Therapy Dogs Improve Student Affect but Not Memory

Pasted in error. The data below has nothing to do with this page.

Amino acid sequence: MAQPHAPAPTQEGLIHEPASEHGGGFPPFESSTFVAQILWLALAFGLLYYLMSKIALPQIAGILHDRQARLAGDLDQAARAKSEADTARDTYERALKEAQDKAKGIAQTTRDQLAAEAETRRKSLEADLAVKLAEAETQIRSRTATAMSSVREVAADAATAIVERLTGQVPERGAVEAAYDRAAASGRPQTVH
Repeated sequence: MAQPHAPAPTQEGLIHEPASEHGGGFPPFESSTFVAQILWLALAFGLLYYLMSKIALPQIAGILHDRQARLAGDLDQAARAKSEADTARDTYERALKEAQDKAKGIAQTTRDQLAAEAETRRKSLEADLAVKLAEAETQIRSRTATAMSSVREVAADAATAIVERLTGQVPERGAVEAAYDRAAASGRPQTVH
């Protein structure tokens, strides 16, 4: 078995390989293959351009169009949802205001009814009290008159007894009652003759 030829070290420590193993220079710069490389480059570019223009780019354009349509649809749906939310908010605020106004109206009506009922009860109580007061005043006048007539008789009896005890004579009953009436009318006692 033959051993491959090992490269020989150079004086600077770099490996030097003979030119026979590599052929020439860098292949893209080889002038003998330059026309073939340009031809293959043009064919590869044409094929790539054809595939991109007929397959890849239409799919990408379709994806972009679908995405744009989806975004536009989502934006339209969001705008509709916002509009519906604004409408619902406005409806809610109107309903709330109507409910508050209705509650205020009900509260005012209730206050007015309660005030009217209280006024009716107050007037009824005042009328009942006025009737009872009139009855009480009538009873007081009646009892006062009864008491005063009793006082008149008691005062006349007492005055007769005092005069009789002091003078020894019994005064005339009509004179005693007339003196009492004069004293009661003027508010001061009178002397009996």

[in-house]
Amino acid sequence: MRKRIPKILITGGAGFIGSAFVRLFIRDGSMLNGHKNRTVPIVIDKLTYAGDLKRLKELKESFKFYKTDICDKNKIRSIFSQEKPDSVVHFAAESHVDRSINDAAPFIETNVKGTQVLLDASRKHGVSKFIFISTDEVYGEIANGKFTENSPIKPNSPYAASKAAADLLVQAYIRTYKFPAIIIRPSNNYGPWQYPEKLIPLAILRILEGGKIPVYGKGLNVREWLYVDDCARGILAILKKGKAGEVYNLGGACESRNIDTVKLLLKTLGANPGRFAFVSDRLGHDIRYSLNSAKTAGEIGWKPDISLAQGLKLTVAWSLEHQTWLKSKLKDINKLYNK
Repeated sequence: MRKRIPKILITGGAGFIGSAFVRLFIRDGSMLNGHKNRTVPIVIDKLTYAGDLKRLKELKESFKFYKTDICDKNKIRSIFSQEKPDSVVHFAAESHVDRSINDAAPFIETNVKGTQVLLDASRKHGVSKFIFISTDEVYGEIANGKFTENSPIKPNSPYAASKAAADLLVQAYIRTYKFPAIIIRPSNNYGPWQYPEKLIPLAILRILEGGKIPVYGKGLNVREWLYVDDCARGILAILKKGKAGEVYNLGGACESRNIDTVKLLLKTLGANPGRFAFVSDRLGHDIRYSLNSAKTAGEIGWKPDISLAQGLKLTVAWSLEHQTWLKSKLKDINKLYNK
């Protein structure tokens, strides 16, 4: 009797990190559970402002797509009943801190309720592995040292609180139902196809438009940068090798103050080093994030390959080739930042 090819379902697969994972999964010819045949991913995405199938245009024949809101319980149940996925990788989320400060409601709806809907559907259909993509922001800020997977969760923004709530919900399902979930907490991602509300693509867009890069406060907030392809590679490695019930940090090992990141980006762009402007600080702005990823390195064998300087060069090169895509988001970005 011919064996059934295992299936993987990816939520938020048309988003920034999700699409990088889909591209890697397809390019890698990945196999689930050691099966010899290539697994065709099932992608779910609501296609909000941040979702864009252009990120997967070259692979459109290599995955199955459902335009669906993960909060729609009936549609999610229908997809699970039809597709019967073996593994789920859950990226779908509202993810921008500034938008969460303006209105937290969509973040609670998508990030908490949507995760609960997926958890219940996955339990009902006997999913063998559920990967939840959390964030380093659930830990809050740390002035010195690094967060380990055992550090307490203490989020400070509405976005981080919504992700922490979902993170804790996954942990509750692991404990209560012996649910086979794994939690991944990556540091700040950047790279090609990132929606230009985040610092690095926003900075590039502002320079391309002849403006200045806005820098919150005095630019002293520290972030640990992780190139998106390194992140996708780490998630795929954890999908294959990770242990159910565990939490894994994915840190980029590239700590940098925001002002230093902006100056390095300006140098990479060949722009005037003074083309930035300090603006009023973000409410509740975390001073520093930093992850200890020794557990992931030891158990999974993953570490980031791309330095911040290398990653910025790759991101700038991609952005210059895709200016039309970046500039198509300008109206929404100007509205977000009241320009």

While students are increasingly struggling with anxiety and depression, the effects of therapy dogs on student stress has only recently been explored. This study was conducted to investigate whether therapy dogs can improve student affect and to determine if these benefits extend to cognition in the form of enhanced ability to remember information. Forty-four college students were randomly assigned to interact with a therapy dog or not during both learning (session 1) and testing (session 2) in a paired-associates procedure. Arousal, stress, and mood were measured at the beginning and end of each session. As predicted, therapy dogs increased happiness and decreased stress and arousal. However, there was no difference in recognition memory for the paired associates between the therapy dog and control conditions. Mood was a significant predictor of memory, such that decreased happiness in session 2 predicted better recognition performance. These findings indicate that the benefits of therapy dogs are primarily affective and not cognitive.